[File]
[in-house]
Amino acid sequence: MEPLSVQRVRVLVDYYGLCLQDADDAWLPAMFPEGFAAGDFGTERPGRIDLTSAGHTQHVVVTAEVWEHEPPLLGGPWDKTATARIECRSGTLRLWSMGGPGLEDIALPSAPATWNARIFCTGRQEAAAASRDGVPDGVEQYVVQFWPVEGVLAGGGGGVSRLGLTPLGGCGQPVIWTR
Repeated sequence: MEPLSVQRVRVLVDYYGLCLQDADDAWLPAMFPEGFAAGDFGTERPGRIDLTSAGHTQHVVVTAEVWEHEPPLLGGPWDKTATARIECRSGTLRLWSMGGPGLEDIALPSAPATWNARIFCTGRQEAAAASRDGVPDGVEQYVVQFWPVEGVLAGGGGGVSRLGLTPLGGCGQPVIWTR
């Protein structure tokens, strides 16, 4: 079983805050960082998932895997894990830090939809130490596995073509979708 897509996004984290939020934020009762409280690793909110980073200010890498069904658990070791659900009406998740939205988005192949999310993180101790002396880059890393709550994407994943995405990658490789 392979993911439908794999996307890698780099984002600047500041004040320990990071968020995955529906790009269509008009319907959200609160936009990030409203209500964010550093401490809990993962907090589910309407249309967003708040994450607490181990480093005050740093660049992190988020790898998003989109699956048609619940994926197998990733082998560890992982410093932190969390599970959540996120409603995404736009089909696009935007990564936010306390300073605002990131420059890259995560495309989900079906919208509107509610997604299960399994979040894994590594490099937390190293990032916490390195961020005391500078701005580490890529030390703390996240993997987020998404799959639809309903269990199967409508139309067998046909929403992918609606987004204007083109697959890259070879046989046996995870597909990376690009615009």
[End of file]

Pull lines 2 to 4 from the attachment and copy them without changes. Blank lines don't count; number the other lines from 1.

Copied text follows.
Amino acid sequence: MEPLSVQRVRVLVDYYGLCLQDADDAWLPAMFPEGFAAGDFGTERPGRIDLTSAGHTQHVVVTAEVWEHEPPLLGGPWDKTATARIECRSGTLRLWSMGGPGLEDIALPSAPATWNARIFCTGRQEAAAASRDGVPDGVEQYVVQFWPVEGVLAGGGGGVSRLGLTPLGGCGQPVIWTR
Repeated sequence: MEPLSVQRVRVLVDYYGLCLQDADDAWLPAMFPEGFAAGDFGTERPGRIDLTSAGHTQHVVVTAEVWEHEPPLLGGPWDKTATARIECRSGTLRLWSMGGPGLEDIALPSAPATWNARIFCTGRQEAAAASRDGVPDGVEQYVVQFWPVEGVLAGGGGGVSRLGLTPLGGCGQPVIWTR
């Protein structure tokens, strides 16, 4: 079983805050960082998932895997894990830090939809130490596995073509979708 897509996004984290939020934020009762409280690793909110980073200010890498069904658990070791659900009406998740939205988005192949999310993180101790002396880059890393709550994407994943995405990658490789 392979993911439908794999996307890698780099984002600047500041004040320990990071968020995955529906790009269509008009319907959200609160936009990030409203209500964010550093401490809990993962907090589910309407249309967003708040994450607490181990480093005050740093660049992190988020790898998003989109699956048609619940994926197998990733082998560890992982410093932190969390599970959540996120409603995404736009089909696009935007990564936010306390300073605002990131420059890259995560495309989900079906919208509107509610997604299960399994979040894994590594490099937390190293990032916490390195961020005391500078701005580490890529030390703390996240993997987020998404799959639809309903269990199967409508139309067998046909929403992918609606987004204007083109697959890259070879046989046996995870597909990376690009615009």